Brooks Pitman, zoology graduate research assistant with Southern Illinois University’s Cooperative Wildlife Research Laboratory, works on attaching a GPS unit on beaver at the Union County Conservation Area in Jonesboro, about 45 minutes south of Carbondale. Pitman is tracking the movements of the sleek, water-dwelling mammals in an attempt to better understand their movements in fine detail. (Photo provided)
May 04, 2022
SIU student researches beavers using novel technique
CARBONDALE, Ill. — A student researcher at Southern Illinois University Carbondale is finding out just how busy local beavers can be.
Brooks Pitman, zoology graduate research assistant with SIU’s Cooperative Wildlife Research Laboratory, began tracking the movements of the sleek, water-dwelling mammals in February 2021 in an attempt to better understand their movements in fine detail. Pitman hopes the work, which took place on the Union County Conservation Area in Jonesboro, about 45 minutes south of Carbondale, will lead to better management practices, as well as assist with reintroduction efforts around the country.
Pitman only recently began crunching the large set of data gathered during the previous year, but some results are starting to emerge. It appears beavers’ home ranges are small, in some cases less than a quarter square mile. And even within that limited area, beavers tend to regularly visit only a few locations for long periods of time.
It could indicate beavers busily focus on only small patches of trees and shrubs at one time, until those resources are depleted, said Pitman, who is working under the supervision of Guillaume Bastille-Rousseau, assistant professor of zoology in the Cooperative Wildlife Research Laboratory.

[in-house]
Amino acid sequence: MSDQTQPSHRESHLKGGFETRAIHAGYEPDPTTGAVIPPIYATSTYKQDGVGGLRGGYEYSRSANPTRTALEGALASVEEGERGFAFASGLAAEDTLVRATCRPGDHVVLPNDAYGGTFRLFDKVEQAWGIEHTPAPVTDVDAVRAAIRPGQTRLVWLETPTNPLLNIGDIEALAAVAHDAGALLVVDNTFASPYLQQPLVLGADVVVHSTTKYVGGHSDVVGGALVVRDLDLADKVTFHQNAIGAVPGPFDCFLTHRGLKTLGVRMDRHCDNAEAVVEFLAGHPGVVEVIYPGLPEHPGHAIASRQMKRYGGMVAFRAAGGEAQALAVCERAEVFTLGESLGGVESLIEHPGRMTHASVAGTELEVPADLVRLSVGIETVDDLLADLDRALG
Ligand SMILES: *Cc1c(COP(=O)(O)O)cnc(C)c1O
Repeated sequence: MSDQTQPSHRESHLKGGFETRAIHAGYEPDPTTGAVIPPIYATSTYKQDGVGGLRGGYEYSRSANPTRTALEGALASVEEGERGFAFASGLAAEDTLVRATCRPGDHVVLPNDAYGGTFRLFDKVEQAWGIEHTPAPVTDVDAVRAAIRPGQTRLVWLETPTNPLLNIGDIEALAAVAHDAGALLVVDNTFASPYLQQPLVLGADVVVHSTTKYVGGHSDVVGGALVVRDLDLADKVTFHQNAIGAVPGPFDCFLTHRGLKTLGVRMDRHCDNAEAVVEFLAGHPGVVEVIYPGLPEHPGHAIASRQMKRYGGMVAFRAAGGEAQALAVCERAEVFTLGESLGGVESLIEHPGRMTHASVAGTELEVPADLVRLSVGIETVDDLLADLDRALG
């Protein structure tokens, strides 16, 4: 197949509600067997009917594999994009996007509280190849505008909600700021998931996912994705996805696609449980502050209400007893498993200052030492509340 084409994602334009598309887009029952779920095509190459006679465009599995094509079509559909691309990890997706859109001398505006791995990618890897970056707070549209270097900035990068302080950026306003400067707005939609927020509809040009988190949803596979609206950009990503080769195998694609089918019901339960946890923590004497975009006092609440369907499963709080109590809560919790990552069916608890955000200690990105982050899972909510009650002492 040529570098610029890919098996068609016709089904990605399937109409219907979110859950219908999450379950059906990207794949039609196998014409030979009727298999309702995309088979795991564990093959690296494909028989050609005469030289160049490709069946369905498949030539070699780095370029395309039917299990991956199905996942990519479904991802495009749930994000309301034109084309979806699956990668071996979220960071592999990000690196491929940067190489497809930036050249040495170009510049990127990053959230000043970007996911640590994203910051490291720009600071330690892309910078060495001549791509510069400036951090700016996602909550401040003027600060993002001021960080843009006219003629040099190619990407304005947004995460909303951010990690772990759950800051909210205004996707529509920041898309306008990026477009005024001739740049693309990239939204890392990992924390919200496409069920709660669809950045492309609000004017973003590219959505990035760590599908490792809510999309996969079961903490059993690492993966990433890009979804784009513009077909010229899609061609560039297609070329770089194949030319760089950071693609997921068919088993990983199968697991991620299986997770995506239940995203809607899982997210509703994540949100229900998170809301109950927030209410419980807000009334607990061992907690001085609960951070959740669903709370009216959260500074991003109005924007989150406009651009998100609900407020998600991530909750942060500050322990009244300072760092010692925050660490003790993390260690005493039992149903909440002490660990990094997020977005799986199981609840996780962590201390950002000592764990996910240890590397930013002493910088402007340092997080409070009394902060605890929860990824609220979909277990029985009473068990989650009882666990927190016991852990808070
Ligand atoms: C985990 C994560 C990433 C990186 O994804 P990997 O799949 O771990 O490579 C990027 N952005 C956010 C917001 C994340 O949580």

“We are working on developing approaches that will help us digest all the data to learn how factors like resource availability, interaction with other beavers, territorial boundaries and travel distance from a lodge all affect the establishment and structuring of individual home ranges,” he said. .
A key wetlands critter
Technically classified as a rodent, beavers play an important role in the health and maintenance of wetland ecosystems. Beavers grow throughout their lifetimes, reaching up to 4 feet in length — including their distinctive paddle-like tails — and on average weigh about 55 pounds, though they can reach twice that weight in old age.
Once over-hunted for their thick pelts, beavers are now commonly found throughout most of the United States. Some Western states have begun reintroducing them to the wild as a means of mitigating the impact of wildfire and drought through their signature activity – dam building.
Beaver dams slow the flow of headwaters, helping to retain water later into the dry season. The dams help create pond and wetland complexes that provide habitat and benefits for themselves and a number of plants and other animal species. The beavers’ selective foraging of trees and plants also helps to shape and maintain healthy plant communities, Pitman said.
Better management needed
While providing many environmental benefits, the beavers’ industrious nature can also lead to problems, Pitman said.
“In some parts of the United States, beavers have become overabundant, and their damming behavior can cause damage when interfering with human infrastructure,” he said. “Given both the positive and negative impacts associated with beaver activity it’s important to develop a better understanding of their behavior, especially of their movement.”
A slippery character